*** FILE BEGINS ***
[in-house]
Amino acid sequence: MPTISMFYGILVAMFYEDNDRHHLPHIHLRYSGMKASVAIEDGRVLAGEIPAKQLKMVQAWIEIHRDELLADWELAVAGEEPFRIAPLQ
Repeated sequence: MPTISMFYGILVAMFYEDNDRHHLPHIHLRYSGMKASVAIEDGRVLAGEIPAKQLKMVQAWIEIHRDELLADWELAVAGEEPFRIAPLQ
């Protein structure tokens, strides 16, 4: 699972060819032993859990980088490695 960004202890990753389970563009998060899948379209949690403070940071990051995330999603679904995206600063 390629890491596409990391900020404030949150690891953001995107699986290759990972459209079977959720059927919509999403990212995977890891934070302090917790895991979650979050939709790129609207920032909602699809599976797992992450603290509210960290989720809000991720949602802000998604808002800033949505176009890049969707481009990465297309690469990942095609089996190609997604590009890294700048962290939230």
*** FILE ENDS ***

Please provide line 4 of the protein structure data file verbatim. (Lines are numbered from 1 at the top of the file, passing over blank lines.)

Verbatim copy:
């Protein structure tokens, strides 16, 4: 699972060819032993859990980088490695 960004202890990753389970563009998060899948379209949690403070940071990051995330999603679904995206600063 390629890491596409990391900020404030949150690891953001995107699986290759990972459209079977959720059927919509999403990212995977890891934070302090917790895991979650979050939709790129609207920032909602699809599976797992992450603290509210960290989720809000991720949602802000998604808002800033949505176009890049969707481009990465297309690469990942095609089996190609997604590009890294700048962290939230």